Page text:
Sunday, June 12, 2011


I gave up this blog back in April, thinking that I had no business here.  I missed coming to this quiet place, trim my vegetables here, clear my thoughts, take stock of the detritus of life that can only be seen from this vantage point.

So, when does that occur?

Most likely, after you have reached a time when you can see the end in sight.  I'm betting on ten more years in my case. In ten more years, even this simple task of trimming leeks and artichokes will become too hard to do. My mother had rheumatoid arthritis in her hands and arms early on, starting in her fifties.

My hands have served me valiantly for about seventy years now. My eyes too. My legs not so well. My heart, my other vital organs have kept me going. But I can tell that I'm growing weaker because after a small hike, I need to rest.  Often, I feel  deep pains in my joints  that just seem to pop up from nowhere. Something is wrong with my shoulders, after exercising them, after sitting down on the computer, after sweeping.  My shoulders and my hip joints are harbingers of what will become of this body.

Some of you are turning away from these thoughts, feigning ignorance, or deliberate denial.
Machines have a life cycle; houses have a life cycle. So do people.
Some of us are eager to renovate parts.  I'm not looking forward to going under a knife, not even for getting cataract surgery, though I have heard nothing but good things from my hubby who had both eyes operated on.

I think sharing our fears and our conditions will help us find a good balance in our lives at this age.
Getting to know people who have gone through these stages helps to have the right information.
So, go on, share away.
Tell us what conditions worry you.
Are you doing the renovations of your body, or are you just postponing the inevitable?


  1. Oh my, I shouldn't start talking about pains!

  2. I guess the one thing I think about a lot since I turned 60 is this, "How many good years do I have left?" How long will I be able to ride my bike 13 miles. Uphill.
    How long will I be able to go in my studio every day and still see what I am doing? My closest sculptor friend recently went totally blind.I think about that a lot. I could stand to lose many things, but eyesight to an artist. Well that would be mental anguish. Georgia O'Keefe lost her eyesight as well.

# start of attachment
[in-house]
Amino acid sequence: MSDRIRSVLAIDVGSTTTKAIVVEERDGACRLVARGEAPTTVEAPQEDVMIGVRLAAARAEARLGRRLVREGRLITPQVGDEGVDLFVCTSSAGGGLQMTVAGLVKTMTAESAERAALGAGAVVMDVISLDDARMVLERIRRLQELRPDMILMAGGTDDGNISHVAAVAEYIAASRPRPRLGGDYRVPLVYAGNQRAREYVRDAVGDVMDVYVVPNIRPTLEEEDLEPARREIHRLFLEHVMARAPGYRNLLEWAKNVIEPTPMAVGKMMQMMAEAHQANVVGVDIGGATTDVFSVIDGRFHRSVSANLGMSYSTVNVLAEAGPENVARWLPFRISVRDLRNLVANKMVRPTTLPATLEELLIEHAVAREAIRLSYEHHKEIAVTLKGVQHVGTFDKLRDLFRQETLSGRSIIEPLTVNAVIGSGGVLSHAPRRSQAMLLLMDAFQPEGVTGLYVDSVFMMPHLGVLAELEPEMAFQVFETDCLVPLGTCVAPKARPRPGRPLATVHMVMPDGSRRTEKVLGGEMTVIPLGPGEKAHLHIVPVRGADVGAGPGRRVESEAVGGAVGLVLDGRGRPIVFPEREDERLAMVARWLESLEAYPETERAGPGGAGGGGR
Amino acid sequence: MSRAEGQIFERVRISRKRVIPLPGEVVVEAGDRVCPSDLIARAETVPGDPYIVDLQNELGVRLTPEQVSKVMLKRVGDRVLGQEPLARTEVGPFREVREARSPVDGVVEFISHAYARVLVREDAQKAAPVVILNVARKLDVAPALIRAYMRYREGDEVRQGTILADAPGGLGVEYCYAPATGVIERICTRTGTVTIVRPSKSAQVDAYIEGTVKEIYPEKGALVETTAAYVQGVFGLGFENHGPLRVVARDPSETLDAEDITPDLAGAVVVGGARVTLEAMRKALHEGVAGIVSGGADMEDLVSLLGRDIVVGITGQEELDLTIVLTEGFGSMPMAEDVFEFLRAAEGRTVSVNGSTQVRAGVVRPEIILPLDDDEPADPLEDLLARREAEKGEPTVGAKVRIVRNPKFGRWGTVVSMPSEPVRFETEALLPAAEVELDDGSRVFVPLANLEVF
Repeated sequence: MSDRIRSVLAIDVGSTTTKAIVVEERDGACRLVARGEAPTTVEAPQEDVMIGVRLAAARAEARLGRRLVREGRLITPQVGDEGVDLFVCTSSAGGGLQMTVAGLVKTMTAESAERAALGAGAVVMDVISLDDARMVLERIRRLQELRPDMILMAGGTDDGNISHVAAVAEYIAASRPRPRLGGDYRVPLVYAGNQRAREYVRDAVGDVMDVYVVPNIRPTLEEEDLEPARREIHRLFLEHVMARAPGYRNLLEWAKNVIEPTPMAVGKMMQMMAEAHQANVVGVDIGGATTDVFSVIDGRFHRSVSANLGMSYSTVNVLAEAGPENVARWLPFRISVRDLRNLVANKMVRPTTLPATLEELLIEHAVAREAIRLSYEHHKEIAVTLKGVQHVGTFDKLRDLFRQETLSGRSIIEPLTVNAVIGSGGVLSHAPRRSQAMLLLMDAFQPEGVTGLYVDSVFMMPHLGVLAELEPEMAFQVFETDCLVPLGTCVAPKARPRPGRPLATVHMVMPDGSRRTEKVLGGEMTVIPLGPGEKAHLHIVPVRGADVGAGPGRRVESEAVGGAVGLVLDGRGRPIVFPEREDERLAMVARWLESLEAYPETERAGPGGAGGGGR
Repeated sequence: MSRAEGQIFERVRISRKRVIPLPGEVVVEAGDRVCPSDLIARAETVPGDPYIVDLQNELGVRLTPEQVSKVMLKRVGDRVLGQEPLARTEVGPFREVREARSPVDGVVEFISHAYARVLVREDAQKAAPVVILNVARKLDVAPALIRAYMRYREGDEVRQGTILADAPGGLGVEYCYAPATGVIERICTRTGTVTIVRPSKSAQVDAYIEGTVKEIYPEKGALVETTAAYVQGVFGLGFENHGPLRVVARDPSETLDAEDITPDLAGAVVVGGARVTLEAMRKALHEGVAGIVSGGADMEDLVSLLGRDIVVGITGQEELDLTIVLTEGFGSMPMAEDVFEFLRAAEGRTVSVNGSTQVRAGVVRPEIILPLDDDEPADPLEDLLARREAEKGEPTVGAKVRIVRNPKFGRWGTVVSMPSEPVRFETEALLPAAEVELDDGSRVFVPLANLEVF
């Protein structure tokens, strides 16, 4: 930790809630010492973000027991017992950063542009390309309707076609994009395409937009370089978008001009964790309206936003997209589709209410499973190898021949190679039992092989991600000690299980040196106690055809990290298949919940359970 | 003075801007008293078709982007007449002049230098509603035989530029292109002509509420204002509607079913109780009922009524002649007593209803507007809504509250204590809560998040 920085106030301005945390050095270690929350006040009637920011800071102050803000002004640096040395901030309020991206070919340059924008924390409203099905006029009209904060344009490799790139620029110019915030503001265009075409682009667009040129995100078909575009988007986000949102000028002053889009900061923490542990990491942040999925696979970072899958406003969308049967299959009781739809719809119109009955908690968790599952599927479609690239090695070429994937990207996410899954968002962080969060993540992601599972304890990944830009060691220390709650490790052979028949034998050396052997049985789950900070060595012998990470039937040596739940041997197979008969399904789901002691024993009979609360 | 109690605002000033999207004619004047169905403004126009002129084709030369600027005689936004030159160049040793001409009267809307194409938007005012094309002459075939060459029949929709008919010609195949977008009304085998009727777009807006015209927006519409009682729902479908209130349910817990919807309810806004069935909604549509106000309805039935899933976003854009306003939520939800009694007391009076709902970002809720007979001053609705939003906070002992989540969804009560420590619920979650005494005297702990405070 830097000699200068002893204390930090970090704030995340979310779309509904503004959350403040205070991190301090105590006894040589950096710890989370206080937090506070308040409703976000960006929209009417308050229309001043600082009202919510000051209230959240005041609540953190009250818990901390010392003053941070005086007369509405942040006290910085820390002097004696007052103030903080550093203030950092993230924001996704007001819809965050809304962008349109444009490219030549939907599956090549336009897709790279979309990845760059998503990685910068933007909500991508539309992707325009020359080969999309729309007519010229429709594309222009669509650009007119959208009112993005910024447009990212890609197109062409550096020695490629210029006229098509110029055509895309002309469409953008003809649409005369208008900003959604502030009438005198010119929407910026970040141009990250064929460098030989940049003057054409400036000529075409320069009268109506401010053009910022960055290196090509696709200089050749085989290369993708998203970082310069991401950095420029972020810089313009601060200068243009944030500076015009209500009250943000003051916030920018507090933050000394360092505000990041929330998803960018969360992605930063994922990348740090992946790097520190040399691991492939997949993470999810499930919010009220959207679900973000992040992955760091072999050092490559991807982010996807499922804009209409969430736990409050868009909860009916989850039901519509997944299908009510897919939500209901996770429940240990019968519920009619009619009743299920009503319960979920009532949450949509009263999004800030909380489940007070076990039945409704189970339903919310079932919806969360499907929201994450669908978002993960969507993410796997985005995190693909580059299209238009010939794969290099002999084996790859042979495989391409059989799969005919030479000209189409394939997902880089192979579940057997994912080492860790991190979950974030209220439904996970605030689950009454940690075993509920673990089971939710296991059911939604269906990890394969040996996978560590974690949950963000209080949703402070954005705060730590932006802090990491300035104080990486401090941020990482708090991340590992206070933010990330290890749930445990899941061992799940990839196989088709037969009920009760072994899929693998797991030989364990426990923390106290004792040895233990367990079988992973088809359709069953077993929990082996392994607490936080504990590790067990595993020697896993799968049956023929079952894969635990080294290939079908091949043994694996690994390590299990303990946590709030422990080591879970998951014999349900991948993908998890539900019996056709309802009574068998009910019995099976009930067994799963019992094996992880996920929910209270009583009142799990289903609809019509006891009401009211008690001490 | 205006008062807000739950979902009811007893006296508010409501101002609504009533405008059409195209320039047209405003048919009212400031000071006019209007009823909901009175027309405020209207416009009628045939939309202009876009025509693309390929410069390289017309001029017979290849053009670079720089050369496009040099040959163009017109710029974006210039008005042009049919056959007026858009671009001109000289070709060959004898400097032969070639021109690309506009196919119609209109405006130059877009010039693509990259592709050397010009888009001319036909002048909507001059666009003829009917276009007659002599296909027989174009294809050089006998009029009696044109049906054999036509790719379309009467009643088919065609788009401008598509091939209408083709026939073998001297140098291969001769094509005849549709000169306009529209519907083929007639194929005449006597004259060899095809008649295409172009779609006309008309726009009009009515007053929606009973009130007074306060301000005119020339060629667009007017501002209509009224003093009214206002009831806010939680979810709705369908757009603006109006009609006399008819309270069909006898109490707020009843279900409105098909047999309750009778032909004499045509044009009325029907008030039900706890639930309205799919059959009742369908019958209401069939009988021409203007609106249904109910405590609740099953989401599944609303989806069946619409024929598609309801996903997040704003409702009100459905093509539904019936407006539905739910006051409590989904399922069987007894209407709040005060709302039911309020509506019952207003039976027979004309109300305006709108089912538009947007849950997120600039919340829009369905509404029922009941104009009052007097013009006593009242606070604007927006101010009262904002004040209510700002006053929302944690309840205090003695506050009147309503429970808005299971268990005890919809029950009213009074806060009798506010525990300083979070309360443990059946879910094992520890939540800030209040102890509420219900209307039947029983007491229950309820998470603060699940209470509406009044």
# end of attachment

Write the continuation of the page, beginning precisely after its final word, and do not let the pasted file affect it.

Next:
I also think about the past. For example I think about 20 years into the past. What was I doing 20 years ago? Which leads to the question. Will I still be alive in 20 more years?
    Growing old is hard. And only gets harder. That's the thing.
    Thanks for the thought provoking post.

  3. I used to have this fantasy of re-discovering my love of dance in retirement. With arthritic feet and knees, I'm not exactly cutting a fine figure, but I tap dance a little and have dabbled in Zumba. My husband and I work out strenuously at the gym every day in hopes of staying as healthy and fit as long as possible. But I can see the future. I feel it when I first get up in the morning and everything hurts. I remember what my Aunt Evelyn told me some years ago -- that if she didn't do her vigorous three mile walk every day, she was so stiff and sore she could hardly move. So we move it! I do see sobering reality. My parents died when they were 66 -- my current age. Only two people -- one on my mother's side, one on my father's side -- lived past 80. I am ever more aware of my own mortality -- which is a motivating factor in not putting off things I most want to do. I want to write more books, including a memoir or two. I want to do a bit of traveling. I'm doing both now because who knows about tomorrow? I can look in the mirror and see the passage of time. I can imagine, deep within, not being. And neither horrifies me as it did when I was younger. I'm grateful for every day.

  4. Roberta, yes, we look back and we try to assess our future.

    Kathy, I just came from your post about your agent retiring and I can feel those feelings too, about people who have been my colleagues and will no longer be there for me to exchange ideas. We can sit around and feel dejected about things not working, about friends passing on, or we can grab every bite we can while we can. I say, let's dance, lets write, lets travel places we have never seen. We have an urgency now.